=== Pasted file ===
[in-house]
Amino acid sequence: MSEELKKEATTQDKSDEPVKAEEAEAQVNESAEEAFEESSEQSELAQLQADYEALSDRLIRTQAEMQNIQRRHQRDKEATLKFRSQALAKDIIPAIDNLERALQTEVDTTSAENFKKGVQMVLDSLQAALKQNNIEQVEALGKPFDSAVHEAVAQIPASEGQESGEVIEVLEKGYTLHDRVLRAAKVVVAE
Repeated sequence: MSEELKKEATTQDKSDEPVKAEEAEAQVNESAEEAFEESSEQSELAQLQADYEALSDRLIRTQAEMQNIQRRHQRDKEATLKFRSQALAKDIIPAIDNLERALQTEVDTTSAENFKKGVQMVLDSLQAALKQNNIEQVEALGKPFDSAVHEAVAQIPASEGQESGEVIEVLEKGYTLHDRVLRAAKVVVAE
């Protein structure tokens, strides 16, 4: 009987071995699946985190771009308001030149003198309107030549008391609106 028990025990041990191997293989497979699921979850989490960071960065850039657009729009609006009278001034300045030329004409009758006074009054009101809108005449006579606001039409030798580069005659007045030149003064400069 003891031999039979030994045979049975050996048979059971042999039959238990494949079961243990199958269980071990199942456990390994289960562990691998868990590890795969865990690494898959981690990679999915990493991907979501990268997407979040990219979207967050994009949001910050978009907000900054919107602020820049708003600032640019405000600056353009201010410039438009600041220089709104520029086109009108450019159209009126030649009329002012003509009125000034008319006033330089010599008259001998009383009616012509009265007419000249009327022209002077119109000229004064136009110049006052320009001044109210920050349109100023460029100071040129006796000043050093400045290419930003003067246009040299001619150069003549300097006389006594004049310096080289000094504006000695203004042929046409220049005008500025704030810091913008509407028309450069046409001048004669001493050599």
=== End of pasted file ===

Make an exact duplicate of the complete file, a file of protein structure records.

[in-house]
Amino acid sequence: MSEELKKEATTQDKSDEPVKAEEAEAQVNESAEEAFEESSEQSELAQLQADYEALSDRLIRTQAEMQNIQRRHQRDKEATLKFRSQALAKDIIPAIDNLERALQTEVDTTSAENFKKGVQMVLDSLQAALKQNNIEQVEALGKPFDSAVHEAVAQIPASEGQESGEVIEVLEKGYTLHDRVLRAAKVVVAE
Repeated sequence: MSEELKKEATTQDKSDEPVKAEEAEAQVNESAEEAFEESSEQSELAQLQADYEALSDRLIRTQAEMQNIQRRHQRDKEATLKFRSQALAKDIIPAIDNLERALQTEVDTTSAENFKKGVQMVLDSLQAALKQNNIEQVEALGKPFDSAVHEAVAQIPASEGQESGEVIEVLEKGYTLHDRVLRAAKVVVAE
């Protein structure tokens, strides 16, 4: 009987071995699946985190771009308001030149003198309107030549008391609106 028990025990041990191997293989497979699921979850989490960071960065850039657009729009609006009278001034300045030329004409009758006074009054009101809108005449006579606001039409030798580069005659007045030149003064400069 003891031999039979030994045979049975050996048979059971042999039959238990494949079961243990199958269980071990199942456990390994289960562990691998868990590890795969865990690494898959981690990679999915990493991907979501990268997407979040990219979207967050994009949001910050978009907000900054919107602020820049708003600032640019405000600056353009201010410039438009600041220089709104520029086109009108450019159209009126030649009329002012003509009125000034008319006033330089010599008259001998009383009616012509009265007419000249009327022209002077119109000229004064136009110049006052320009001044109210920050349109100023460029100071040129006796000043050093400045290419930003003067246009040299001619150069003549300097006389006594004049310096080289000094504006000695203004042929046409220049005008500025704030810091913008509407028309450069046409001048004669001493050599």